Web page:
Technologies for sensing smell electronically have been developed. This next section will look at some of these technologies and uses that may enhance the sense of olfaction in virtual reality. Like with any other engineering tasks models are used to understand how individual odors are identified. The most common model is a simulation of the neuro-biological information processing system. There are about 1 million sensory neurons in a mouse, and approximately 10 million in a human. Electronic sensors of smell (electronic noses) are much simpler than any of these true biological systems. For virtual reality applications this does not pose a serious problem. In a telepresent virtual reality system the sensing technologies would be limited to a predetermined set of odors (Keller et. al, 1995).
Electronic noses have been developed as automatic detection systems for various odors, vapors, and gasses. Detectors for odors such as natural gas and gasses such as carbon monoxide are used with safety alarms. In a virtual reality telepresence experience you in addition to sense and determine the smell, want to transport a signal of the smell to a distant site and reproduce it. To accomplish this the electronic nose consists of a sensing unit and a pattern recognition system. The sensing element is built either as an array of several different elements measuring specific characteristics of the smell, or as one sensing device that outputs an array of measurements for each odor. This signature pattern is then compared to a pattern in a database to determine the odor. A unique mapping is produced for each odor. Another method to determine odors is to build an electronic nose with a unique sensor for every odor the nose must detect. This becomes difficult when there are numerous odors to be detected, and the highly selective chemical sensors required are expensive and not easily built (Keller et. al, 1995).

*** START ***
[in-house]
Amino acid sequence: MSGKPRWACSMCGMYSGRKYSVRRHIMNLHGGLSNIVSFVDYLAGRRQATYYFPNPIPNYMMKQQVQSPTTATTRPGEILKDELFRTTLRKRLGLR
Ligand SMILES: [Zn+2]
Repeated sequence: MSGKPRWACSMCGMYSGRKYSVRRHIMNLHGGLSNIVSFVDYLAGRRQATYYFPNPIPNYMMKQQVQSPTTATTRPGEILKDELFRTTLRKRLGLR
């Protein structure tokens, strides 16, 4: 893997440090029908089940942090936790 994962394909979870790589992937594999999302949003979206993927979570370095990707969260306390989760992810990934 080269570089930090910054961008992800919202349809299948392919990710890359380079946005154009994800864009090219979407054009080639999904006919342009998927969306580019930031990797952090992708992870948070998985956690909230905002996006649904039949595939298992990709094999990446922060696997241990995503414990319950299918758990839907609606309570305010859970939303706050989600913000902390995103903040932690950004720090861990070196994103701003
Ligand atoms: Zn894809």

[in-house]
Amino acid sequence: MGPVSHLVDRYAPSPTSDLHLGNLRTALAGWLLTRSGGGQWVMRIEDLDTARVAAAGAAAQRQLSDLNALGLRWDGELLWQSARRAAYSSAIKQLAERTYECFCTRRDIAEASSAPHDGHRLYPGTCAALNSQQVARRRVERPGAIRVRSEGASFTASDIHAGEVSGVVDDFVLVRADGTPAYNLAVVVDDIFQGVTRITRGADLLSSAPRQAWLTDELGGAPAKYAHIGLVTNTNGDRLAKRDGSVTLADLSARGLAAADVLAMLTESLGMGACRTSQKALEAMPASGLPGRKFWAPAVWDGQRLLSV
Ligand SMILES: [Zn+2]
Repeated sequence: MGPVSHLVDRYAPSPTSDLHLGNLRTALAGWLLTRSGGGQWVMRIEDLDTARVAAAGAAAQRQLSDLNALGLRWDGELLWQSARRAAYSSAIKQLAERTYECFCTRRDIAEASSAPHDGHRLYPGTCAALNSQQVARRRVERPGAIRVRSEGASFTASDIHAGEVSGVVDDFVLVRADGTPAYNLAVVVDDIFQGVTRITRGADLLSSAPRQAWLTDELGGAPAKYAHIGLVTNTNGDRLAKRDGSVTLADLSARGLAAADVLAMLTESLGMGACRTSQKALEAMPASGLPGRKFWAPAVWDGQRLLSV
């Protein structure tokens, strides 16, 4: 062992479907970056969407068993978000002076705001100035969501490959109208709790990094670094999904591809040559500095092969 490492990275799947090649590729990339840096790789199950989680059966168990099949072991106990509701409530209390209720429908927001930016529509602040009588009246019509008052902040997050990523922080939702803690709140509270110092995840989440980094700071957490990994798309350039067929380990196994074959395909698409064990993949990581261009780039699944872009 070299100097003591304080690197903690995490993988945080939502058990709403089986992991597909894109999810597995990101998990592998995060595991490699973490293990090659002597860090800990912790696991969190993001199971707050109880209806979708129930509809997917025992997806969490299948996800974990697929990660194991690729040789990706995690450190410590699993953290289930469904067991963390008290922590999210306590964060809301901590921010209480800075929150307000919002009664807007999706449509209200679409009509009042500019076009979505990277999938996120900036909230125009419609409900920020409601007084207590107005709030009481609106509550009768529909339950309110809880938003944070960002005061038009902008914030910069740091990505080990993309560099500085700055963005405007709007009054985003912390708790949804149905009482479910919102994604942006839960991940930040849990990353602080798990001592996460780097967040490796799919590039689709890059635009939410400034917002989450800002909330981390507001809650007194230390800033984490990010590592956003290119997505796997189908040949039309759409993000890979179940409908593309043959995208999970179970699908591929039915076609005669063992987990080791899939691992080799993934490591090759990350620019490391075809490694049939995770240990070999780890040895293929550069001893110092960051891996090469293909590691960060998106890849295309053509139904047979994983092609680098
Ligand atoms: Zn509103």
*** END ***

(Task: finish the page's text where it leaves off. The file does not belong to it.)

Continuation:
Artificial Neural Networks (ANN) have long been used to analyze data for pattern recognition. Experiments have found that when an ANN is combined with a sensor array the number of detectable odors is greater than for the sensor array electronic nose alone. It is also shown that less sensitive sensors can be linked to an ANN and produce good results, cutting down on the need for expensive sensors.
An ANN is inspired by the way biological nervous systems such as the human brain process information. An ANN, like a human, learns from experience and examples, with each ANN configured for a specific application such as data classification or pattern recognition. In an ANN information is processed in parallel and the speed and performance is substantial once the ANN is trained by repetitive presentations of data from a known source. This is known as the back propagation technique, and during the training process known odors is compared to the ANN output. Initial weightings are given and modified as the training process progresses. The difference between the targeted output and the actual output is sent back through the network and the magnitudes of the weightings are changed. This is continuous until the difference between the ANN output and the actual value is minimal (Gardner and Bartlett, 1992). Identification time for an odor in a trained ANN is simply the time it takes for the movement of data through the system (Keller et. al, 1995).